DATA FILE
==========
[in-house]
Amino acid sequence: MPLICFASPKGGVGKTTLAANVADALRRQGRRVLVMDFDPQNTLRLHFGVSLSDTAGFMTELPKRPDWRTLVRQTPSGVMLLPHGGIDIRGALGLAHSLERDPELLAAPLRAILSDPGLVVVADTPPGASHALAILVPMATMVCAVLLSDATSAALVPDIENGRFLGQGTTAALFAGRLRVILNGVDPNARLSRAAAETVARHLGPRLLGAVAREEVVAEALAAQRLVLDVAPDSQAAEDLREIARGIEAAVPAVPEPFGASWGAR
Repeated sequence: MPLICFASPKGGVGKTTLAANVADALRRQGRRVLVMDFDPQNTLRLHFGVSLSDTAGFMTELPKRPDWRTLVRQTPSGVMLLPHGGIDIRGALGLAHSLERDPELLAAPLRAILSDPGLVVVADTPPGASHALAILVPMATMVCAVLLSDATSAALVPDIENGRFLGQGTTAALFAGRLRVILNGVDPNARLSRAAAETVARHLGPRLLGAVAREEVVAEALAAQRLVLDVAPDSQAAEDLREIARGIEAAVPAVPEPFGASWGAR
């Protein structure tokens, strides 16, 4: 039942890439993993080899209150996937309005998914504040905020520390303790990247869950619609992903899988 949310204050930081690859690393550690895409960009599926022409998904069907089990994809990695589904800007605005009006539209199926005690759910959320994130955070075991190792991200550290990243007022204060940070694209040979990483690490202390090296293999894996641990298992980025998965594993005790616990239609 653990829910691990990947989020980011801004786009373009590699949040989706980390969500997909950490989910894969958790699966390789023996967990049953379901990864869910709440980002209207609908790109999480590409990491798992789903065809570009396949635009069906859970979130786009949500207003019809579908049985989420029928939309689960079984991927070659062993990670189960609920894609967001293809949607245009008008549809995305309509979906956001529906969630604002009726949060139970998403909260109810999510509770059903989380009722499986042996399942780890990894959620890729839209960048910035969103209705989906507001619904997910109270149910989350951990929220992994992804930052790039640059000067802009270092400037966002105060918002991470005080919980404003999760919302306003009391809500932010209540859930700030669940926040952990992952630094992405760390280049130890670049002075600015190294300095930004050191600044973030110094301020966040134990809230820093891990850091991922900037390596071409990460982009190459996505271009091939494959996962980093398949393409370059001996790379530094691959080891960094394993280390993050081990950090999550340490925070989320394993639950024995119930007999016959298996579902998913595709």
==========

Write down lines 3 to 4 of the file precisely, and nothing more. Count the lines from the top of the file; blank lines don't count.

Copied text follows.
Repeated sequence: MPLICFASPKGGVGKTTLAANVADALRRQGRRVLVMDFDPQNTLRLHFGVSLSDTAGFMTELPKRPDWRTLVRQTPSGVMLLPHGGIDIRGALGLAHSLERDPELLAAPLRAILSDPGLVVVADTPPGASHALAILVPMATMVCAVLLSDATSAALVPDIENGRFLGQGTTAALFAGRLRVILNGVDPNARLSRAAAETVARHLGPRLLGAVAREEVVAEALAAQRLVLDVAPDSQAAEDLREIARGIEAAVPAVPEPFGASWGAR
């Protein structure tokens, strides 16, 4: 039942890439993993080899209150996937309005998914504040905020520390303790990247869950619609992903899988 949310204050930081690859690393550690895409960009599926022409998904069907089990994809990695589904800007605005009006539209199926005690759910959320994130955070075991190792991200550290990243007022204060940070694209040979990483690490202390090296293999894996641990298992980025998965594993005790616990239609 653990829910691990990947989020980011801004786009373009590699949040989706980390969500997909950490989910894969958790699966390789023996967990049953379901990864869910709440980002209207609908790109999480590409990491798992789903065809570009396949635009069906859970979130786009949500207003019809579908049985989420029928939309689960079984991927070659062993990670189960609920894609967001293809949607245009008008549809995305309509979906956001529906969630604002009726949060139970998403909260109810999510509770059903989380009722499986042996399942780890990894959620890729839209960048910035969103209705989906507001619904997910109270149910989350951990929220992994992804930052790039640059000067802009270092400037966002105060918002991470005080919980404003999760919302306003009391809500932010209540859930700030669940926040952990992952630094992405760390280049130890670049002075600015190294300095930004050191600044973030110094301020966040134990809230820093891990850091991922900037390596071409990460982009190459996505271009091939494959996962980093398949393409370059001996790379530094691959080891960094394993280390993050081990950090999550340490925070989320394993639950024995119930007999016959298996579902998913595709």